I get a lot of questions about school districts and property values. Most of the time there is nothing to worry about unless your neighborhood goes from having average/above average schools to getting ones that are worse. A lateral move doesn’t really matter. The best situation is when you have poorer performing schools and get better ones….which is the topic of today’s blog post.
Here are the top 3 winners in my opinion. The biggest changes in the district boundaries were in the Hamburg/40509 area, so these are all out that way:
3. The Home Place/Gleneagles. The cat got out of the bag early on this one. The school district bought land in this area and everybody knew that these 2 neighborhoods would go to the new school. Suddenly it became a more desirable place to buy and prices went up.
2. Greenbrier. Several years ago I would get the same feedback from my buyers after showing houses in this neighborhood. They would say “I love the neighborhood and all the space out here, but I don’t have $100k to renovate this house AND pay for private school.” So, they wouldn’t buy it. Now that “The Brier” is getting the new elementary and new high school, houses are selling and being renovated.
1. Chilesburg. Use to be only the first phase of that neighborhood went to Athens-Chilesburg Elementary (A.C.E.). It never really made any sense since the school was right in the middle of the neighborhood. The neighborhood got the school and prices have really gone up. Use to be if you were in the mid $200k range and wanted that school, Andover Hills was your only option. There use to be a big gap between similar sized houses in these two neighborhoods. Not any more. Chilesburg can pull the same money per sqaure foot as Andover Hills can now. A 2500 square foot 4 bedroom house in Chilesburg use to be about $190-225k several years ago. Practically the same floor plan in Andover Hills was getting $225-245k. Now both are in the $245-255k range.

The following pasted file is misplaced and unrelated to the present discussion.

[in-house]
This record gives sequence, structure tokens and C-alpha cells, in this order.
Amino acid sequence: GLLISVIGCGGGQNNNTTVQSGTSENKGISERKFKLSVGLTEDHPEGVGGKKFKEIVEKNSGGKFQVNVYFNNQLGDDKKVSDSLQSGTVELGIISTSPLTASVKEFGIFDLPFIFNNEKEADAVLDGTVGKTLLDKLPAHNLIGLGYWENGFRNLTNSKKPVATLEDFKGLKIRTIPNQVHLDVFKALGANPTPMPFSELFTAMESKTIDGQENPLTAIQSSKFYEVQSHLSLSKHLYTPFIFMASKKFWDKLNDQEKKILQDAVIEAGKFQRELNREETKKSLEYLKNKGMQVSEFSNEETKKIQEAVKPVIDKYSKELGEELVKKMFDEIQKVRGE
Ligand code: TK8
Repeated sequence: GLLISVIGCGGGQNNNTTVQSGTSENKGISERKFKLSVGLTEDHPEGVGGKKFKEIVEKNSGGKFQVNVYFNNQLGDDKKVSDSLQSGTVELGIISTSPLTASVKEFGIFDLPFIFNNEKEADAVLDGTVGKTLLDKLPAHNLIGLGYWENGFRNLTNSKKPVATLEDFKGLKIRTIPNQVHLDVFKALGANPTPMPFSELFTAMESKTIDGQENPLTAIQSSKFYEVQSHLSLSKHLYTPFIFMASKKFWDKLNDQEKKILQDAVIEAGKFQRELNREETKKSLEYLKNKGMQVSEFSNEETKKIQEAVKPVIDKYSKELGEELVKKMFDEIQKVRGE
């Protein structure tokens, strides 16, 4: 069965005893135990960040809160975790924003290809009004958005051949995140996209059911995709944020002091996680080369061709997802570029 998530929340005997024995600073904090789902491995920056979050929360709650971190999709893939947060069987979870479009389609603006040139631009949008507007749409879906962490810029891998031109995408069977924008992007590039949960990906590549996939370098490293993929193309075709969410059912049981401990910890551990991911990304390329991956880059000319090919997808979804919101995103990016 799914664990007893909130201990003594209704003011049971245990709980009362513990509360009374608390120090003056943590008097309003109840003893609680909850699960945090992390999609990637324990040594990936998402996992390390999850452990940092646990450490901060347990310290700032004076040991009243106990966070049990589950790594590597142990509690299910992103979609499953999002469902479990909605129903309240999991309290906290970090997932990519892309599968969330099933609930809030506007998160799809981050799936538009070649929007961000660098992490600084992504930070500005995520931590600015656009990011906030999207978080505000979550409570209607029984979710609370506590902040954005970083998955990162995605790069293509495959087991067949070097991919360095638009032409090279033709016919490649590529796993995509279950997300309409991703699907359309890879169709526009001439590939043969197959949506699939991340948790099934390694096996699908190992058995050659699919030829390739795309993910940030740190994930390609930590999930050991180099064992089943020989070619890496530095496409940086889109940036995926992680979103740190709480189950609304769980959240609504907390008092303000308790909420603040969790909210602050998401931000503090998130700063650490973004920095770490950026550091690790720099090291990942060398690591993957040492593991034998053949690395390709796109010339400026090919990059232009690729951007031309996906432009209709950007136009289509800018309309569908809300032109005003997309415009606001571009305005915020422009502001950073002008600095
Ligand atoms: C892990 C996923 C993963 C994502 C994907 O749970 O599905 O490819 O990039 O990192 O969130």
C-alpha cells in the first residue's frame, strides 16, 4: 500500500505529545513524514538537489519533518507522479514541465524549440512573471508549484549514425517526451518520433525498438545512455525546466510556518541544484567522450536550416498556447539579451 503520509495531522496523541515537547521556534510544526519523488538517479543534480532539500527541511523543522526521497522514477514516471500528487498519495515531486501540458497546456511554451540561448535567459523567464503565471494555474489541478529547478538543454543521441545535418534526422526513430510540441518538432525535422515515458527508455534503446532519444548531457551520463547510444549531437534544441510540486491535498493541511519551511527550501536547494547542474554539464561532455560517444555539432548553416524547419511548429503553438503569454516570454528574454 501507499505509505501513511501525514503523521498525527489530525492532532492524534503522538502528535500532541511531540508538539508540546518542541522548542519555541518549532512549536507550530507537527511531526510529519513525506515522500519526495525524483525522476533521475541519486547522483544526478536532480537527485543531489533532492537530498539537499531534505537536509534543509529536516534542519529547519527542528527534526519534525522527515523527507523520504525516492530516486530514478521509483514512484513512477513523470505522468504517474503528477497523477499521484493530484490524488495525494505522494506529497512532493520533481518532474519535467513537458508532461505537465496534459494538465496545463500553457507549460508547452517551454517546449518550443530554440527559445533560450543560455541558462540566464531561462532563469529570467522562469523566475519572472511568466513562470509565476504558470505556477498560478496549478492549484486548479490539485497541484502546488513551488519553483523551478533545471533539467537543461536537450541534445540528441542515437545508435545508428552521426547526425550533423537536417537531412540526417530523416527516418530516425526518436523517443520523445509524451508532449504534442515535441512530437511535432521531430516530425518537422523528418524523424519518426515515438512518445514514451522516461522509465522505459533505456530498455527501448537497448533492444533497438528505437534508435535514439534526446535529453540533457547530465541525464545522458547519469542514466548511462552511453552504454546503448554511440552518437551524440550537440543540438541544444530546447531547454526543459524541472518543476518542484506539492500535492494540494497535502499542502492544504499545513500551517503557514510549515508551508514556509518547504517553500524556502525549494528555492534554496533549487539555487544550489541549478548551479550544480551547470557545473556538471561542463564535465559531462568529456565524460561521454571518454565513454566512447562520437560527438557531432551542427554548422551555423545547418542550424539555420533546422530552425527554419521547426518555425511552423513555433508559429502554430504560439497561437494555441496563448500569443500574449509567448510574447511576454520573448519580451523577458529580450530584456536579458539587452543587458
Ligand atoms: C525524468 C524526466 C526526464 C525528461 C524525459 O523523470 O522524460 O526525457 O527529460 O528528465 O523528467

Here are some things that have been on The LEXpert’s mind lately:
- I am seeing more and more interest in the houses around Liberty Road and Henry Clay Blvd. About 25 years ago I saw that once Kenwick got expensive, interest would move to the Courtney/Clayton area. And once those prices shot up, it would keep going further down Henry Clay Blvd. What I didn’t see back then was that Delaware would become a hip spot for businesses and restaurants. Back then, we all thought it would remain the scuzzy industrial area it had always been. You watch, once the National Avenue area gets filled and rents go up, you’ll see more businesses you want to frequent along Delaware and Winchester Road. The great thing about the Henry Clay/Liberty Road area is that you are minutes to downtown, minutes to NoLi, and minutes to Hamburg. It really is an ideal location.
- Greenbrier is seeing a lot of sales. I have seen several that sold by word of mouth lately. A couple others sold extremely fast. I think it mostly has to do with the new school districts. It is no longer a nice neighborhood on the wrong part of town thanks to Hamburg. It is also no longer a nice neighborhood with a poor performing school district. It will attract people who want to have their kids in public school now. That makes for a broader market. That means more buyers for fewer houses. That means prices go up.
- The $350-500k market is strong in Lexington still, even as we get late in the year. Sales seem to come in waves. There might be a few slow weeks for certain parts of town and then, all the sudden, that area will have lots of sales in one week.
- Century Hills is blowing my mind. I have seen several 3 bedroom/1 bath houses without a garage sell for over $100k, some close to $110k. It wasn’t too long ago that the nicest ones out there were $95k! Percentage wise, that is a huge increase. Looks like we are back to the days where under $100k doesn’t get much.
- I think that the new Citation Blvd is going to be a big gain for the west side of town. That road really ties together all the neighborhoods between Georgetown and Leestown Road so well. It is easier to get in and out of that area too. It nolonger feels like a bunch of random neighborhoods scattered across the west side of town. Businesses are what the area needs. I think values will really go up if the residents of those neighborhoods do not have to go to Hamburg or south Lexington for shopping/dinning/entertainment. A nice big road like this might attract them.
This is an exciting time to be in real estate. Things are changing so fast. Prices are increasing in some areas, stable in others. Tastes are shifting too. It is a lot to keep up with…….every new business, every new road that opens changes how people feel about a location.